Any executive consultant that advised that, you know what, they guys really aren’t worth all that money, would never be hired again. Just as the bond raters would only be hired if the soon-to-default bonds would be rated AAA. Just as the appraisers would only be hired if they said a property was worth whatever the mortgage broker wanted to lend against it. Just as the public employee pension actuaries would only hired if they said that a deals to enhance public employee pensions would actually cost nothing. All lies -- profitable lies for those who told them, massively enriching lies for the marauding Visigoths who paid for them. And so, the United States has been financially sacked.

In fact the actuarial lies about the pensions, which are going to destroy public services and send them back to the 1970s in New York City and elsewhere, had a feedback loop to the stock market. Both the executives and the public employees of Generation Greed used a couple of stock market bubbles to lie about what actual returns were, and claim that they could extract a soaring share of our economy without it coming at the expense of anyone else. (The public employee retirees have a back-up lie -- that if they get more it comes at the expense of the rich, not less well off people who pay higher taxes and received diminished public services and benefits).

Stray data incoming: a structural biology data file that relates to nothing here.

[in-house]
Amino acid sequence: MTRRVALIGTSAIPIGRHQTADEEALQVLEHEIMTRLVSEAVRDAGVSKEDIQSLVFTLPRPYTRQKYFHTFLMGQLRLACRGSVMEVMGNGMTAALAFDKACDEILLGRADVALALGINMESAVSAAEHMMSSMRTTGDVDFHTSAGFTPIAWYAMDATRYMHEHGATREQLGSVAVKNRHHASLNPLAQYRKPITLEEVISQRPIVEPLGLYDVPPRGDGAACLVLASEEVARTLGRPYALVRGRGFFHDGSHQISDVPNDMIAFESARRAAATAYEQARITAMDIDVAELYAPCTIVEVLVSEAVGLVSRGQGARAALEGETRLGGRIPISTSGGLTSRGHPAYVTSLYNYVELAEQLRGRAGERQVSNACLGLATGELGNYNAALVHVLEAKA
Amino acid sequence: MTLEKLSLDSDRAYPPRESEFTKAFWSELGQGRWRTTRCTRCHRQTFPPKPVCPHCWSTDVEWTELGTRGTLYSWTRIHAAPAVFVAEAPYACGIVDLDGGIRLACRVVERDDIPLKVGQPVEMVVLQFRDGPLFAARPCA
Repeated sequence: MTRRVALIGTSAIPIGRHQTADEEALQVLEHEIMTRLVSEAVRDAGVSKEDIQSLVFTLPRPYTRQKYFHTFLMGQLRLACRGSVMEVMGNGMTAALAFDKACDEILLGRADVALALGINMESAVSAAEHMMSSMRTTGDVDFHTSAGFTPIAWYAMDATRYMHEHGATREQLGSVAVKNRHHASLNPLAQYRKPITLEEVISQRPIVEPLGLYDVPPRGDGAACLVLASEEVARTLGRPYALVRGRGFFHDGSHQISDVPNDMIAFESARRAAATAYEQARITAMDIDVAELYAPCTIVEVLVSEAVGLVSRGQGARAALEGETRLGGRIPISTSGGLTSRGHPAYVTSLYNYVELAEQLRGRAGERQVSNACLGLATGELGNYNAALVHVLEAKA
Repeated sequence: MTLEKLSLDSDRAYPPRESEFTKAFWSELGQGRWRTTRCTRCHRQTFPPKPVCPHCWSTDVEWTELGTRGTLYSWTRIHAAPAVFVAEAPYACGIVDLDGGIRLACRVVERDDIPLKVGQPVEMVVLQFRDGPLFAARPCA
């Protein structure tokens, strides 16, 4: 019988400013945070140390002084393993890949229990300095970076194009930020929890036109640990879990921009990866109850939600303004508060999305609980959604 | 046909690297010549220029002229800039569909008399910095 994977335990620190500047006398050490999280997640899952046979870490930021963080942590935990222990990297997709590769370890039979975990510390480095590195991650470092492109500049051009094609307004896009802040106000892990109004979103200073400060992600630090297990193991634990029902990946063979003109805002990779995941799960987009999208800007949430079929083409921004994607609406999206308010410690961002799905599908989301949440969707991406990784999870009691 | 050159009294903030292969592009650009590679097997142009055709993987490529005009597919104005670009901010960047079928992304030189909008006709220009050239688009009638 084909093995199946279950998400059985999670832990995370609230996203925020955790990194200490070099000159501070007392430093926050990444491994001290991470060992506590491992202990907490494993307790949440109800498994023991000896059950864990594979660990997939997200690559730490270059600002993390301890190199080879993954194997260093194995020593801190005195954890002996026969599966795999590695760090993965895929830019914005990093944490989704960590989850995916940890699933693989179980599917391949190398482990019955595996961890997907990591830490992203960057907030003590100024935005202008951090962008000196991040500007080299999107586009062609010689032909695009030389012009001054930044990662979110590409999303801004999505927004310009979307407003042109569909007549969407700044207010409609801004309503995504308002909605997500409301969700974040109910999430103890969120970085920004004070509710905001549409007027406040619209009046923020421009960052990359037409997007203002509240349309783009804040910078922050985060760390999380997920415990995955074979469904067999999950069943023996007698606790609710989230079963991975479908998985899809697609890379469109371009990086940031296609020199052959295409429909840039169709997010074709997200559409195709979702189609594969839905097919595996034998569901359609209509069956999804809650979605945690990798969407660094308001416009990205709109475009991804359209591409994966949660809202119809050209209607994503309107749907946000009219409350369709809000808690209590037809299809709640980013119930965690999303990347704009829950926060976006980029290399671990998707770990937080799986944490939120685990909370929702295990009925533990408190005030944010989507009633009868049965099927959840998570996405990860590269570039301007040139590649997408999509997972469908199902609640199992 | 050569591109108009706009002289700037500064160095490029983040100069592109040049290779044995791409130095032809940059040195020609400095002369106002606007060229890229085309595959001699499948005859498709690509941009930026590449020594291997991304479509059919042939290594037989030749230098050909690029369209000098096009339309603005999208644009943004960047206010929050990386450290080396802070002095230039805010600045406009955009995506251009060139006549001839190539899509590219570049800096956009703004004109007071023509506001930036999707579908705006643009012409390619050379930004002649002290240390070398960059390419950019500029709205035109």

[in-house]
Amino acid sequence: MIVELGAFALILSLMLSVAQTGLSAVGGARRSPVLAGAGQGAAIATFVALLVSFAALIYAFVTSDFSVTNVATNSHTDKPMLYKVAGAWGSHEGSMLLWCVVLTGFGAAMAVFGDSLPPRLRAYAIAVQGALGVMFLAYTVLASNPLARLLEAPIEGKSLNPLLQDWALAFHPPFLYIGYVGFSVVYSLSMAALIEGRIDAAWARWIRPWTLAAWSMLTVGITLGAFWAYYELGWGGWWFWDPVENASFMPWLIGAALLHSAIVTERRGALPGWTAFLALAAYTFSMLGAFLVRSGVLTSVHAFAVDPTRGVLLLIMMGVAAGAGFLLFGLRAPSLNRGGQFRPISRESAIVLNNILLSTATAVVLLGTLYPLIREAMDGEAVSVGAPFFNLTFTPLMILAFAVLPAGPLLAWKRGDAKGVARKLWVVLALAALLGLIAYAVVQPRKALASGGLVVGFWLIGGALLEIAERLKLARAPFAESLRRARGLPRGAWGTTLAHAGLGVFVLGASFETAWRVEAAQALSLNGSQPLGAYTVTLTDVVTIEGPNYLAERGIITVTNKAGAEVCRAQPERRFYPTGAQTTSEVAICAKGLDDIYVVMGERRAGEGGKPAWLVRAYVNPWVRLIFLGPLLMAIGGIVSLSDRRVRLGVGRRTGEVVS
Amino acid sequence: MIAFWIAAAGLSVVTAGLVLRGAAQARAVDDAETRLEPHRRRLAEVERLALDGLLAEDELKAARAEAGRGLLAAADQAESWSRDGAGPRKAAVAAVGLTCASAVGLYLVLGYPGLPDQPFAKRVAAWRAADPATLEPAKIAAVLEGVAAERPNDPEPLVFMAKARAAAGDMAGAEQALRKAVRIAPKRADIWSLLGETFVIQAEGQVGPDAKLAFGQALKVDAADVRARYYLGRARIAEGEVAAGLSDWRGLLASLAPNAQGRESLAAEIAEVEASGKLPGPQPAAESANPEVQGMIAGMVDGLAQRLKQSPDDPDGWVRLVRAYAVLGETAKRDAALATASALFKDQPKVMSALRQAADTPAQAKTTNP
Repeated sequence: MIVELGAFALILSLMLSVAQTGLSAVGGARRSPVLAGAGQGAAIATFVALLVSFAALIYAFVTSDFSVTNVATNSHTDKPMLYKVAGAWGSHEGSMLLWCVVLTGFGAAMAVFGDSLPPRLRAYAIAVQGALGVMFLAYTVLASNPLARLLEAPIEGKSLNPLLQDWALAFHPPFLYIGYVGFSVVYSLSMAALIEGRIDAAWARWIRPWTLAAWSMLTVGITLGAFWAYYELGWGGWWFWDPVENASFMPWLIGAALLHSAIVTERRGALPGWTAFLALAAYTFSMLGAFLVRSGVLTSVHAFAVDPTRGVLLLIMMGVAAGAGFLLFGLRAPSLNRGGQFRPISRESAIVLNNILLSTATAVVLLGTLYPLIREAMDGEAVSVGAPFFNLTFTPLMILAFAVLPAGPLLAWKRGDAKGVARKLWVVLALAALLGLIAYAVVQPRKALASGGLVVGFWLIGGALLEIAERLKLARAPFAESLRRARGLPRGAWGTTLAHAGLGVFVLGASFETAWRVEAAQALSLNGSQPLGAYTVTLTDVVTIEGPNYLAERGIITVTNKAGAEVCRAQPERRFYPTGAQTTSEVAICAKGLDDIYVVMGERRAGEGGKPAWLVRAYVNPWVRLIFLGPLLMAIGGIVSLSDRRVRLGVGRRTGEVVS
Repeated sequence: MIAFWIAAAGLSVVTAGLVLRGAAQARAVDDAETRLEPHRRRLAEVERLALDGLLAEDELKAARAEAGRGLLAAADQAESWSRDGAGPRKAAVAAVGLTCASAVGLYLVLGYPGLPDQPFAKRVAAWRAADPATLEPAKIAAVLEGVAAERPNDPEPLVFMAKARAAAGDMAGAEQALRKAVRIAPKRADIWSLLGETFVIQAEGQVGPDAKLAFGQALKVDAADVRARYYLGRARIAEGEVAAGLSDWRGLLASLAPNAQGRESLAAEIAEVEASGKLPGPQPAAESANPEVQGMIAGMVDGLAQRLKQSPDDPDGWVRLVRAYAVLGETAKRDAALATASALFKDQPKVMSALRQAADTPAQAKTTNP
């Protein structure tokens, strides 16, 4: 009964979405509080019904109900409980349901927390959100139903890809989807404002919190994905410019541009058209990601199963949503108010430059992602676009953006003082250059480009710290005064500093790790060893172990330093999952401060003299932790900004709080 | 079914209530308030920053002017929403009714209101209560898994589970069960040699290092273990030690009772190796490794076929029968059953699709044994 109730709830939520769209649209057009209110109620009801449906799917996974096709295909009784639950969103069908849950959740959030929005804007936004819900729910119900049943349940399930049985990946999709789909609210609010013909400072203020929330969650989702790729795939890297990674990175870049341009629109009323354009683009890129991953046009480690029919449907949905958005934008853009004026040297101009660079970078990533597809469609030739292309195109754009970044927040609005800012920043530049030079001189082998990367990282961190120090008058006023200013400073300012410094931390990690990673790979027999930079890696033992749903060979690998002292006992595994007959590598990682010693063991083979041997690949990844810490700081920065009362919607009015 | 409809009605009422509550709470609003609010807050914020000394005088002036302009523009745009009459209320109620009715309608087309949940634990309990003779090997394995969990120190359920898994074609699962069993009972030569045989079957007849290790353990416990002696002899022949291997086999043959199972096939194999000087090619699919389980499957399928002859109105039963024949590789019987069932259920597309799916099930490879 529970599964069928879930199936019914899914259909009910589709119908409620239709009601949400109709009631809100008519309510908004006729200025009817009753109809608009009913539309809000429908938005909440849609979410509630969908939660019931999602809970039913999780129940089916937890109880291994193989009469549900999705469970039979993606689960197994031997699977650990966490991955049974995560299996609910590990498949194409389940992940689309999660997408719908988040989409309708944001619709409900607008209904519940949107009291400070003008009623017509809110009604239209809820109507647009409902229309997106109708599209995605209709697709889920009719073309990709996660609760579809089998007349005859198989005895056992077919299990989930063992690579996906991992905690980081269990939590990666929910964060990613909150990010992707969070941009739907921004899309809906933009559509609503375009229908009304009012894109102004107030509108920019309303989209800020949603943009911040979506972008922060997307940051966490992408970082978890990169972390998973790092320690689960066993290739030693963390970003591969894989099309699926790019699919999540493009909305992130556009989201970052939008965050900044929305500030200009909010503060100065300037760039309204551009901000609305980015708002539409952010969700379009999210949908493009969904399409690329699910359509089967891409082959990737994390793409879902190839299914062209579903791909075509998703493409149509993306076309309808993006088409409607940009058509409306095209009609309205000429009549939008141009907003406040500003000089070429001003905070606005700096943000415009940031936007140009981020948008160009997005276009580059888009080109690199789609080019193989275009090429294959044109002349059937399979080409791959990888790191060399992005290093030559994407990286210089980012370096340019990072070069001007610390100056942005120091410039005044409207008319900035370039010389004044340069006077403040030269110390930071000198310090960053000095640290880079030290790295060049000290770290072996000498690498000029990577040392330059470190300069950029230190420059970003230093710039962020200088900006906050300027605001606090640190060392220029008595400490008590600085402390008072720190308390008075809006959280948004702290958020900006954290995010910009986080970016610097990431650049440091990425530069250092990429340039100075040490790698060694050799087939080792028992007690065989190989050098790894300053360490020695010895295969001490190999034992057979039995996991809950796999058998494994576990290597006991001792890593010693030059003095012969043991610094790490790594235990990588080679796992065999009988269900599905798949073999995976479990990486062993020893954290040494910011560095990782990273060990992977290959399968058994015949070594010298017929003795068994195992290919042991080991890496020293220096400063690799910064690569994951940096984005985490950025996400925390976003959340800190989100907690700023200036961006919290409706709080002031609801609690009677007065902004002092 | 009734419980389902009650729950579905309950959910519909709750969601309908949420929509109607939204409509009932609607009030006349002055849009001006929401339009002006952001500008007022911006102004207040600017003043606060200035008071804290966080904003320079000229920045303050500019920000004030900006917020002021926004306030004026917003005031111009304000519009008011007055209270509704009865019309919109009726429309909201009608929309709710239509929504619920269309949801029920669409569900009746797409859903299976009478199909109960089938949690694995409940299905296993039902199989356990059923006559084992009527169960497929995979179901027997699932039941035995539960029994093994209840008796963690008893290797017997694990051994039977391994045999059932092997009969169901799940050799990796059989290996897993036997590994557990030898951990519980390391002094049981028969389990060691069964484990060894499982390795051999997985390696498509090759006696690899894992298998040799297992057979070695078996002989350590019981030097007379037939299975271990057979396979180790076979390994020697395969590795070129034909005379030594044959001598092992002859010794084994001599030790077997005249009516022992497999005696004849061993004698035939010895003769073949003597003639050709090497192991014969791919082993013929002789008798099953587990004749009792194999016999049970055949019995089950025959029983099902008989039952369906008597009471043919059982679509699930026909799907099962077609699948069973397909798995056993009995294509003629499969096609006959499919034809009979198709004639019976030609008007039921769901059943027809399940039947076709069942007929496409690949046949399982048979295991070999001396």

New York’s public employee pensions assume that a return of 8 percent per year will be had, not from the mid-1990s, but from the peak of the stock market bubble in 2000. The longer they can get away with that lie, the longer they can let the pension funds go in the hole, and hide the devastating consequences of all those pension enhancements from those whose lives will be permanently an irrevocably diminished -- all so those cashing in and moving out can work 15 to 20 years less than they do, without saving out of their own income.

But let’s get back to the destruction of private sector institutions rather than public. It isn’t just that executives don’t deserve all that pay in exchange for zero return. It is that all that executive pay is probably responsible for that zero return. What in other eras might have been dividends for savers was turned into excess bonuses for executives, which are a rising share of total costs and, more importantly, increasingly large relative to dividends paid.

Even a tax law change wasn’t enough to convince companies to pay more dividends. Instead, they said that savers who kept putting money in would be rewarded with higher stock prices -- someday. Kind of like New Yorkers who keep paying taxes will have a Second Avenue Subway -- someday. Meanwhile, the executives simply handed more and more ownership of corporate America to each other, borrowing money to buy stock to temporarily inflate stock prices and justify their compensation packages. Some companies are now collapsing under the debts; others are issuing stock and slashing the investments of former shareholders.

Simply put, the executives who sit on each other’s boards, put in place under election systems that prevent the competition for office (just like the state legislature), took all the available money off the top and left the shareholders with nothing. Or less than nothing, when adjusted for inflation.